1) the 'virtual drive' has a equivalent 'real directory'. That's what the mount command does, mount a directory as 'virtual drive' in dosbox.
2) you can use relative paths for your 'real directory' when mounting in the conf file. This works even on changing from windows to linux (if you use the '/' separator which works on both OS).
The requirement is to place the dosbox conf file on a directory 'near' the game directory (normally inside it or just outside) and mount the relative path from the conf file to the game dir.
A small primer in relative paths:
'.' is the identity operator - it means 'same directory as where we started' (in this case, the directory of the dosbox.conf file)
'..' is the 'parent directory' whatever it is named. It's not actually often needed.
'\' and '/' are path separators. Windows can use both, linux can only use '/'. So in relative paths it's better to use the second.
So for the 'discworld' directory, you could place the dosbox.conf file inside that dir and mount the game as:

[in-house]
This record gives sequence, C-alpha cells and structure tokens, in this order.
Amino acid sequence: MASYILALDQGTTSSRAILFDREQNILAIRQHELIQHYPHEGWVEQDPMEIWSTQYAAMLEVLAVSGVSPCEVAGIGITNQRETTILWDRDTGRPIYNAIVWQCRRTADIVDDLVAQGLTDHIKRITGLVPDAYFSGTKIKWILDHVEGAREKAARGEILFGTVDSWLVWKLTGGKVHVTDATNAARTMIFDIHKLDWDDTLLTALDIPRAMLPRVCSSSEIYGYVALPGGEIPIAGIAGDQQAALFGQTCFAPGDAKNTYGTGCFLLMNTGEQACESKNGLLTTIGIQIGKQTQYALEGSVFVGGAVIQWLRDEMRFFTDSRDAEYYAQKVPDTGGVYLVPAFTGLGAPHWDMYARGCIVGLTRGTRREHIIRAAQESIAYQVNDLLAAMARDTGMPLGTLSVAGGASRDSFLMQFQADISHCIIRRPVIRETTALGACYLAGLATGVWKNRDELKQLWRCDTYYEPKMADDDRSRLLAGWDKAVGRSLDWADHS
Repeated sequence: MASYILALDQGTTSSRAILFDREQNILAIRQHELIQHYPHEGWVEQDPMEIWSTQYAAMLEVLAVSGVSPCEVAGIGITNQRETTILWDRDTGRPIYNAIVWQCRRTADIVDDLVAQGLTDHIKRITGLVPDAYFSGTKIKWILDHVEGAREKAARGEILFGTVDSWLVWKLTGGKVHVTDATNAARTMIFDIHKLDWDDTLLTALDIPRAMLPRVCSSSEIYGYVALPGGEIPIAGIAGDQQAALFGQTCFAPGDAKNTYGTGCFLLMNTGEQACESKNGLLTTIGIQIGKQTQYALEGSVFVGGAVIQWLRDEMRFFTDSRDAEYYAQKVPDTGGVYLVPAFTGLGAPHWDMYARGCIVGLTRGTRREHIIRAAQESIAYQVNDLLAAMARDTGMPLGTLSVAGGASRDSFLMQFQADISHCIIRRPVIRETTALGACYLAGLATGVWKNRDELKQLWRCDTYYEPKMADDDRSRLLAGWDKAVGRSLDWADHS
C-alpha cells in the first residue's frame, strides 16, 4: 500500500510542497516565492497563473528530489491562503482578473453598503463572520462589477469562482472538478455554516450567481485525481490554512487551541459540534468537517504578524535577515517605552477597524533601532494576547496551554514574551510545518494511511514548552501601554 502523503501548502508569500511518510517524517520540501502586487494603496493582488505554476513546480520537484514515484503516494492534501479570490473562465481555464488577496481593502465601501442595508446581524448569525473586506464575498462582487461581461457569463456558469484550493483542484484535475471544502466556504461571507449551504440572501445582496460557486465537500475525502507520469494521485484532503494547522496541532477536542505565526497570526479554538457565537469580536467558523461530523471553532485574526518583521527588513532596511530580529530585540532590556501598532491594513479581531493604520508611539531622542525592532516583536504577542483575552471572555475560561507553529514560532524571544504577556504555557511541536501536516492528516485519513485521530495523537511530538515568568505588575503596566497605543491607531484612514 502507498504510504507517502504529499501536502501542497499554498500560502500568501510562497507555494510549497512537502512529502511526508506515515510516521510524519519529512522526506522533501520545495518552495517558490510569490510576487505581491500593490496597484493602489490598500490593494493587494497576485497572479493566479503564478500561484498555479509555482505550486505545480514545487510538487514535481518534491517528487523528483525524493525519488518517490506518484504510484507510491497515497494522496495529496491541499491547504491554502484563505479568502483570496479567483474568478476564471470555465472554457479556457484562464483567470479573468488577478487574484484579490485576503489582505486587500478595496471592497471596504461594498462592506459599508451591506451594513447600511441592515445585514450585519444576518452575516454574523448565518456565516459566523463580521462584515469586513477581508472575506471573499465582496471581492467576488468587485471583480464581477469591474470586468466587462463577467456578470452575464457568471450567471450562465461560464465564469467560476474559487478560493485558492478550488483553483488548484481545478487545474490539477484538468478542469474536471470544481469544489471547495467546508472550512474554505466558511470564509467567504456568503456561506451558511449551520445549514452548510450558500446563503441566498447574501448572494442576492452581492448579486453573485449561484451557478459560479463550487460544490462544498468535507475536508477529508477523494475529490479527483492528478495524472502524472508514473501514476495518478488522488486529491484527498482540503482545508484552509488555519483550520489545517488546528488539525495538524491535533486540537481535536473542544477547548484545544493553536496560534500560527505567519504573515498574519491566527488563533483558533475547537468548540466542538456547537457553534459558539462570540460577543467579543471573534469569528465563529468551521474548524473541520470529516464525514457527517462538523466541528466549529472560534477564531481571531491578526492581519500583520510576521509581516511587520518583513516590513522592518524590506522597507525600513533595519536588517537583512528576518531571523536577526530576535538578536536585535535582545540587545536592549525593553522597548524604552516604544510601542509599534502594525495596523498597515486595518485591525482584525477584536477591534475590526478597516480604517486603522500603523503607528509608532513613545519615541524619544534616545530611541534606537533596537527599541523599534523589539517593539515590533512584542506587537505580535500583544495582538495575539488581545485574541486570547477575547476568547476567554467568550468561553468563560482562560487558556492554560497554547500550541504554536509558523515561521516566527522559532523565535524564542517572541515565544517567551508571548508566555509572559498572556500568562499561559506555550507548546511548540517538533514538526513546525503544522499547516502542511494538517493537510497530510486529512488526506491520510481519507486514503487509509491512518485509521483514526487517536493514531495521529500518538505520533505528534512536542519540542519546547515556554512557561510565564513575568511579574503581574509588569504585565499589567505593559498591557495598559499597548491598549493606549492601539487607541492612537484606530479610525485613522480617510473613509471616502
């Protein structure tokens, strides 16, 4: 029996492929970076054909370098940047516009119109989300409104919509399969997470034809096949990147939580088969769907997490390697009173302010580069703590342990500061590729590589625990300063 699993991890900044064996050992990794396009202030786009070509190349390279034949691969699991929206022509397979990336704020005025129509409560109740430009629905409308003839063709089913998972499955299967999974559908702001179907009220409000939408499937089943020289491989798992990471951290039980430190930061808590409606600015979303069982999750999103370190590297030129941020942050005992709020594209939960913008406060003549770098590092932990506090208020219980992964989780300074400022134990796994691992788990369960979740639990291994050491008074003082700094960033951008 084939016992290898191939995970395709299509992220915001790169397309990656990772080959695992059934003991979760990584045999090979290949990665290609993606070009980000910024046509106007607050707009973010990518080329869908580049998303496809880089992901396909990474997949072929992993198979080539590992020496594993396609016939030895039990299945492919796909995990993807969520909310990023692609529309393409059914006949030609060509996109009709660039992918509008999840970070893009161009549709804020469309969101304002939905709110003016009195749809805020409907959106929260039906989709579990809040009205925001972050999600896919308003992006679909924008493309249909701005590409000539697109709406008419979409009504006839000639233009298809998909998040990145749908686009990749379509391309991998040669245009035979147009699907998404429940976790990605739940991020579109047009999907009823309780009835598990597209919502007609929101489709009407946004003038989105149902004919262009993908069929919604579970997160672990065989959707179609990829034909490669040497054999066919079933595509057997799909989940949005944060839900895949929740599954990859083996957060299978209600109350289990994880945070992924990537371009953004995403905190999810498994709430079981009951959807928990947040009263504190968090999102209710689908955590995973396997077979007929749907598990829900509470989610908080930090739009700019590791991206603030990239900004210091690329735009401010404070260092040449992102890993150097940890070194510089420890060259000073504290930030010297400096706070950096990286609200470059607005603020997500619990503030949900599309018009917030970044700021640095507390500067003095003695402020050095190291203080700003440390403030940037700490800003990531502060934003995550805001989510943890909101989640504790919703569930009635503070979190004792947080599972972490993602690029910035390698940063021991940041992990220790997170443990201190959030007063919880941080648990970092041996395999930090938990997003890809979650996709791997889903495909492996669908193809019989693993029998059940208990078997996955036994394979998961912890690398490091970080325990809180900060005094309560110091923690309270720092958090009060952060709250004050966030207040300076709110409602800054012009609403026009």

mount c .. ==> means mount drive c as the parent directory of the dir that contains this dosbox.conf file; ie: it'd mount all of your 'Games' dir.
if you created a new directory 'Discworld' on your 'Games' dir and placed your conf file inside that dir, and created a dir named 'game' inside that is going to serve as a 'c drive' you could do:
mount c ./game
and install the game. You'd end up with a real path like Games\Discworld\game\discworld (this last from the game install) with the dosbox.conf in Games\Discworld
etc. It's not complicated.
edit: you probably also want to use quotes ('"mountpath") around the paths of mount, relative or not. They're needed for the path not to break the mount if it has spaces.